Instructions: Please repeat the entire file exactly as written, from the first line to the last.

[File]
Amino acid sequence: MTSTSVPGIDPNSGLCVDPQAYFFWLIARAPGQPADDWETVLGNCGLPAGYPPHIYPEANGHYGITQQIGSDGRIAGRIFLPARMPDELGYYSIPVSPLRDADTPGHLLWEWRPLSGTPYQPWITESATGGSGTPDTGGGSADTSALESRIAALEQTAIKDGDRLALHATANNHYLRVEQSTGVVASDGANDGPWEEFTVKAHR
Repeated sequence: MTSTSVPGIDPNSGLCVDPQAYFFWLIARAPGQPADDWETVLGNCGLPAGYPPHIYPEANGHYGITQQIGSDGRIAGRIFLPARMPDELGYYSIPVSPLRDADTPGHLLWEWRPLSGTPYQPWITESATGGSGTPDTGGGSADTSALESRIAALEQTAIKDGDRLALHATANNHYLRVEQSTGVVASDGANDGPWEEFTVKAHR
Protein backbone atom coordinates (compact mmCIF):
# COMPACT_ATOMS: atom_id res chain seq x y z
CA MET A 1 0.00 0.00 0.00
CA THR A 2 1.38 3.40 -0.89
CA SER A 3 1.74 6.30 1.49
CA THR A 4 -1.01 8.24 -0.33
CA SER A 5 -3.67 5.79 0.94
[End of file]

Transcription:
Amino acid sequence: MTSTSVPGIDPNSGLCVDPQAYFFWLIARAPGQPADDWETVLGNCGLPAGYPPHIYPEANGHYGITQQIGSDGRIAGRIFLPARMPDELGYYSIPVSPLRDADTPGHLLWEWRPLSGTPYQPWITESATGGSGTPDTGGGSADTSALESRIAALEQTAIKDGDRLALHATANNHYLRVEQSTGVVASDGANDGPWEEFTVKAHR
Repeated sequence: MTSTSVPGIDPNSGLCVDPQAYFFWLIARAPGQPADDWETVLGNCGLPAGYPPHIYPEANGHYGITQQIGSDGRIAGRIFLPARMPDELGYYSIPVSPLRDADTPGHLLWEWRPLSGTPYQPWITESATGGSGTPDTGGGSADTSALESRIAALEQTAIKDGDRLALHATANNHYLRVEQSTGVVASDGANDGPWEEFTVKAHR
Protein backbone atom coordinates (compact mmCIF):
# COMPACT_ATOMS: atom_id res chain seq x y z
CA MET A 1 0.00 0.00 0.00
CA THR A 2 1.38 3.40 -0.89
CA SER A 3 1.74 6.30 1.49
CA THR A 4 -1.01 8.24 -0.33
CA SER A 5 -3.67 5.79 0.94